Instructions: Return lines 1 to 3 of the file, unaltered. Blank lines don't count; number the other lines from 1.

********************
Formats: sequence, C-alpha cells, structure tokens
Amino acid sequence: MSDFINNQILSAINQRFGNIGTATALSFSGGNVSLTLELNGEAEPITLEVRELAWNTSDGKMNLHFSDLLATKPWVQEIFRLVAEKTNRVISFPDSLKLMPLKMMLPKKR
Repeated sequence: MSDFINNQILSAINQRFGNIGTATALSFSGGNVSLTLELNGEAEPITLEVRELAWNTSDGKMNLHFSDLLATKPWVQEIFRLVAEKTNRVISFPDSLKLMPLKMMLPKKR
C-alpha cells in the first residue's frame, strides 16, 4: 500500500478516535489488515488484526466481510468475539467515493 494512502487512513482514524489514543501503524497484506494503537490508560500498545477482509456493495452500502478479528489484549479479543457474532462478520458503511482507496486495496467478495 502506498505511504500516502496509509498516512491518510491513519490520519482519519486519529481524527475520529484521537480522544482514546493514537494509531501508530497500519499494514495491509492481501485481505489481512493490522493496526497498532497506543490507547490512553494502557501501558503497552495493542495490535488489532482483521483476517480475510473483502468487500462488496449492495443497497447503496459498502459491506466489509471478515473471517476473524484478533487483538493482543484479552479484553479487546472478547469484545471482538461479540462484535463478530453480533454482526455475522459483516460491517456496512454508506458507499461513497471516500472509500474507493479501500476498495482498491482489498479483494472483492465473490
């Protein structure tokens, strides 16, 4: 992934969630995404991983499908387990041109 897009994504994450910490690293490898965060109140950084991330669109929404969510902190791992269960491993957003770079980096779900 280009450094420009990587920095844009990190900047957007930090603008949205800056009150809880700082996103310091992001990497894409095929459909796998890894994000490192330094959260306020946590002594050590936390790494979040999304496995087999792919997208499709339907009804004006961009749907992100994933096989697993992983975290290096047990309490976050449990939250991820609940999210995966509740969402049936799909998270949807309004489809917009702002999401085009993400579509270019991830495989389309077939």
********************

Formats: sequence, C-alpha cells, structure tokens
Amino acid sequence: MSDFINNQILSAINQRFGNIGTATALSFSGGNVSLTLELNGEAEPITLEVRELAWNTSDGKMNLHFSDLLATKPWVQEIFRLVAEKTNRVISFPDSLKLMPLKMMLPKKR
Repeated sequence: MSDFINNQILSAINQRFGNIGTATALSFSGGNVSLTLELNGEAEPITLEVRELAWNTSDGKMNLHFSDLLATKPWVQEIFRLVAEKTNRVISFPDSLKLMPLKMMLPKKR